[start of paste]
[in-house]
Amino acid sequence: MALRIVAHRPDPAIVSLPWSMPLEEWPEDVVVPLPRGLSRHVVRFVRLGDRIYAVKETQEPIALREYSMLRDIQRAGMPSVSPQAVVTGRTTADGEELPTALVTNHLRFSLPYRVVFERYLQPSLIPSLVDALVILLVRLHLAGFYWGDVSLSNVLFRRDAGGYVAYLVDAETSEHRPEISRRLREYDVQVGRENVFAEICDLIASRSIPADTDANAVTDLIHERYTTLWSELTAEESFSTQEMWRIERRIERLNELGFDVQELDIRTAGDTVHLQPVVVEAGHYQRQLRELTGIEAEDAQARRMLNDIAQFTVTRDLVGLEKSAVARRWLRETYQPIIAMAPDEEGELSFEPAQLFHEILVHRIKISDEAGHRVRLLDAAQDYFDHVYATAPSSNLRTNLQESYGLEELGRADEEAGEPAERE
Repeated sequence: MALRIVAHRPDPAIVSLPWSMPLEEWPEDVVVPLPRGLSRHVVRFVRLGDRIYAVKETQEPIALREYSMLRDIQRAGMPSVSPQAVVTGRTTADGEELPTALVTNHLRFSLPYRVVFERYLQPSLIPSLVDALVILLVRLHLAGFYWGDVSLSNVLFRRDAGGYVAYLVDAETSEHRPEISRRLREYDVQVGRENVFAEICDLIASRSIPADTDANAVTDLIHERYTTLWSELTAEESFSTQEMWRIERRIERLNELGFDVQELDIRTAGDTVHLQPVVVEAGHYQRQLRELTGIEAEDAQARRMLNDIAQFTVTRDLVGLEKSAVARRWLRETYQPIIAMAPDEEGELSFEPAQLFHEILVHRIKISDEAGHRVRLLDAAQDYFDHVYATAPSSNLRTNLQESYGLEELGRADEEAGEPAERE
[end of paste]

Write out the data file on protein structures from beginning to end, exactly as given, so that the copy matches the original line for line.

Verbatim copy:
[in-house]
Amino acid sequence: MALRIVAHRPDPAIVSLPWSMPLEEWPEDVVVPLPRGLSRHVVRFVRLGDRIYAVKETQEPIALREYSMLRDIQRAGMPSVSPQAVVTGRTTADGEELPTALVTNHLRFSLPYRVVFERYLQPSLIPSLVDALVILLVRLHLAGFYWGDVSLSNVLFRRDAGGYVAYLVDAETSEHRPEISRRLREYDVQVGRENVFAEICDLIASRSIPADTDANAVTDLIHERYTTLWSELTAEESFSTQEMWRIERRIERLNELGFDVQELDIRTAGDTVHLQPVVVEAGHYQRQLRELTGIEAEDAQARRMLNDIAQFTVTRDLVGLEKSAVARRWLRETYQPIIAMAPDEEGELSFEPAQLFHEILVHRIKISDEAGHRVRLLDAAQDYFDHVYATAPSSNLRTNLQESYGLEELGRADEEAGEPAERE
Repeated sequence: MALRIVAHRPDPAIVSLPWSMPLEEWPEDVVVPLPRGLSRHVVRFVRLGDRIYAVKETQEPIALREYSMLRDIQRAGMPSVSPQAVVTGRTTADGEELPTALVTNHLRFSLPYRVVFERYLQPSLIPSLVDALVILLVRLHLAGFYWGDVSLSNVLFRRDAGGYVAYLVDAETSEHRPEISRRLREYDVQVGRENVFAEICDLIASRSIPADTDANAVTDLIHERYTTLWSELTAEESFSTQEMWRIERRIERLNELGFDVQELDIRTAGDTVHLQPVVVEAGHYQRQLRELTGIEAEDAQARRMLNDIAQFTVTRDLVGLEKSAVARRWLRETYQPIIAMAPDEEGELSFEPAQLFHEILVHRIKISDEAGHRVRLLDAAQDYFDHVYATAPSSNLRTNLQESYGLEELGRADEEAGEPAERE